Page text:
St. Ludger's Abbey Lower Saxony (Helmstedt) fdd c. 800; RU nk; secularised 1802 Benedictine monastery. RA RC
St. Maximin's Abbey, Trier Rhineland-Palatinate fdd 4th century; RU nk; mediatised in 16th century by Kurpfalz, but status not finalised until 1669, when Reichsunmittelbarkeit definitely given up to Elector of Trier Benedictine monastery. RA RC
St. Peter's Abbey in the Black Forest Baden-Württemberg fdd before 1073; RU nk; mediatised by Austria, date nk (15th century?) (secularised 1806) Benedictine monastery. RA
St. Ulrich's and St. Afra's Abbey, Augsburg Bavaria fdd 5th century (?); RU 1577 or 1643/44; secularised 1802 [27] Benedictine monastery from 1006 x 1012. RA RC
Salem Abbey aka Salmansweiler Baden-Württemberg fdd 1136; RU 1138 x 1152; secularised 1803 Cistercian monastery. RA SC
Schaffhausen Abbey Switzerland fdd nk; RU 1190; mediatised by the town of Schaffhausen, date nk; ceased to be part of HRE in 1648 Benedictine monastery. RA
Schänis Abbey Switzerland fdd 9th century; RU poss c 1045; secularised temporarily 1529-31; ceased to be part of the HRE in 1648 (finally secularised in 1811) Frauenstift. RA SC
Schussenried Abbey Baden-Württemberg fdd 1183; RU 1440; secularised 1803 Premonstratensian monastery. RA SC
Schuttern Abbey[28] Baden-Württemberg fdd 603; RU c. 8th century; secularised 1803 Benedictine monastery. RA SC
Selz Abbey Baden, later Alsace fdd c. 991; RU from 992; mediatised by Kurpfalz during the Reformation (secularised 1803) Benedictine monastery / nunnery. RA
Söflingen Abbey (sometimes Söfflingen) Baden-Württemberg (Ulm) fdd nk; RU nk; secularised 1802 or 1803 [29] Poor Clares. RA SC
Stablo or Stavelot Abbey (also Stablingen) Belgium fdd c. 650; RU nk (before 12th century); secularised 1794-95 Benedictine monastery. RF[30] RF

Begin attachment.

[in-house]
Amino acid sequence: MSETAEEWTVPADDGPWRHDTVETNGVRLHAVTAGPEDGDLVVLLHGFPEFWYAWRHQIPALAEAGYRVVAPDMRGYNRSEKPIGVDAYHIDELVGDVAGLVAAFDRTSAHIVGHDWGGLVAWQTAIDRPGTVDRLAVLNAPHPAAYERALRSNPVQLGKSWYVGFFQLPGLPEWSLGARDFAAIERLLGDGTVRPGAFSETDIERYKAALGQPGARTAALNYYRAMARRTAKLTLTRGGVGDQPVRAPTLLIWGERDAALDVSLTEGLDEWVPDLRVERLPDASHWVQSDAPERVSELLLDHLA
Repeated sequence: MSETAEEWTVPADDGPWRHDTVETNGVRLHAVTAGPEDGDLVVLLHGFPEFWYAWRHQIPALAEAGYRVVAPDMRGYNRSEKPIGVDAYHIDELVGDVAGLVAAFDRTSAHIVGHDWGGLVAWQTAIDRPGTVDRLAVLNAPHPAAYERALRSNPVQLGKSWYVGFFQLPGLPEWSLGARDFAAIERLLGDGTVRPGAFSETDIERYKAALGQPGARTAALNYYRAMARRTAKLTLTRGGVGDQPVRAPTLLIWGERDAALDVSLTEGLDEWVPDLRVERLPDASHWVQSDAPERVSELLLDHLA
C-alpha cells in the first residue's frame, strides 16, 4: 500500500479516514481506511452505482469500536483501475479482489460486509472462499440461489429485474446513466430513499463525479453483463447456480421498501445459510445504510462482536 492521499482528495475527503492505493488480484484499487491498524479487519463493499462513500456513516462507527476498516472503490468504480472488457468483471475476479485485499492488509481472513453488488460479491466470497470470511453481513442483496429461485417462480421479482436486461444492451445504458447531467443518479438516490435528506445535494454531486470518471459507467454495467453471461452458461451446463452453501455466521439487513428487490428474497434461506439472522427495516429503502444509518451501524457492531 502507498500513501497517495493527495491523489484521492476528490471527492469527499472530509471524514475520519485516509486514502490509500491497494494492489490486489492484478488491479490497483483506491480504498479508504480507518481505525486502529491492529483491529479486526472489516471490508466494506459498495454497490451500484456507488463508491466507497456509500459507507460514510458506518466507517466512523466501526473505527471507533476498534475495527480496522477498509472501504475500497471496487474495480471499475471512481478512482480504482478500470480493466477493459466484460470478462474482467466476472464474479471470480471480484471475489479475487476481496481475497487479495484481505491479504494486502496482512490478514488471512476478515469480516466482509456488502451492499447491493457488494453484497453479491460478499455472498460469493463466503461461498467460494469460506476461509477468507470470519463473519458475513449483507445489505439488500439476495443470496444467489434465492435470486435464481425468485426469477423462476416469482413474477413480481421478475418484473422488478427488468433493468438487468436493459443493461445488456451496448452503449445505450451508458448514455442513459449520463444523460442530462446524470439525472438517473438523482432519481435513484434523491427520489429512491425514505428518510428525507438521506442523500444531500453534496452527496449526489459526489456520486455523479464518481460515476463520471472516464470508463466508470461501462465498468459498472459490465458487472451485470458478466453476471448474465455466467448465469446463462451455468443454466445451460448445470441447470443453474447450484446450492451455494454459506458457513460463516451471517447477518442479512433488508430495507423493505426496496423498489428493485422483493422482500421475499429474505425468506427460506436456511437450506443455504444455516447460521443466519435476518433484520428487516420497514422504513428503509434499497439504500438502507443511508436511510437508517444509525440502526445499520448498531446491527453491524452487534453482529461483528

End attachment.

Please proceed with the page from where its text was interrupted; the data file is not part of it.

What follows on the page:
Stein am Rhein Abbey Switzerland fdd 9th century on the Hohentwiel; moved to Stein am Rhein c. 1007; RU nk; secularised by Zürich 1521 x 1526 RA
Thorn Abbey The Netherlands (Limburg) fdd 10th century; RU c 1000 (?); secularised 1794 Frauenstift. RA RC
Ursberg Abbey[31] Bavaria fdd 1126 x 1128; RU 1143; secularised 1803 Premonstratensian monastery. RA SC
Waldsassen Abbey Bavaria fdd 1128 x 1132; RU 1177; mediatised by Kurpfalz 1543 (secularised 1803; reopened as Cistercian nunnery 1863) Cistercian monastery. RA SC
Walkenried Abbey Thuringia fdd 1127; RU 1542; secularised 1648 Cistercian monastery. RA RC
Weingarten Abbey Baden-Württemberg fdd 1056; RU 1274; secularised 1803 Benedictine monastery. RA SC
Weissenau Abbey Baden-Württemberg (Ravensburg) fdd 1145; RU c. 1257; secularised 1802 Premonstratensian monastery. RA SC
Weissenburg Abbey Alsace fdd 7th century; RU nk; ceased to be part of the HRE in 1648 (secularised c. 1798) Reichspropstei. RP / RF[32] RF
Werden Abbey North Rhine-Westphalia (Essen) fdd 799; RU 877; secularised 1803 Benedictine monastery. RA RC
Wettenhausen Abbey Bavaria fdd 1130[33]; RU nk; secularised 1802 Augustinian Canons. RA SC
Zwiefalten Abbey Baden-Württemberg fdd 1089; RU 1750; secularised 1802 Benedictine monastery. RA SC

List B: Reichsmatrikel 1521

The Matrikel of 1521 included a number of religious houses which have not been identified:

Religious house Location Dates Description and Imperial status
Beckenried Abbey[34] Switzerland ceased to be part of the HRE in 1648 RA
Blankenburg Abbey nk[35] nk nk
Brunnen Abbey Landstrass, Carinthia (Austria) nk nk
Hynoltshusen Abbey nk[36] nk monastery
Kitzingen Abbey nk nk monastery
Rockenhausen nk[37] nk RA
St. Johann (St. John's Abbey) nk nk nk

Inclusion in the 1521 Reichsmatrikel is not by itself conclusive evidence that a particular religious house was in fact an Imperial abbey, and the status of the following abbey listed in the Matrikel is questionable in the absence of further confirmation from other sources:

Religious house Location Dates Description and Imperial status
St. John's Abbey in the Thurtal (Sant Johans im Turital) Switzerland (Alt St. Johann, later Nesslau) fdd. before 1152; RU nk (if at all); subordinated to St. Gall's Abbey 1555; ceased to be part of the HRE 1648 (dissolved 1805) Benedictine monastery. Imperial status unknown

List C: Imperial abbeys not named in the Matrikel

For a variety of reasons a quantity of religious houses that possessed, or claimed, the status of Imperial immediacy either did not attend the Reichstag, or were not listed in the surviving Matrikel. The following list is very far from complete, and possibly some of those listed may not in fact have been reichsunmittelbar.

Religious house Location Dates Description and Imperial status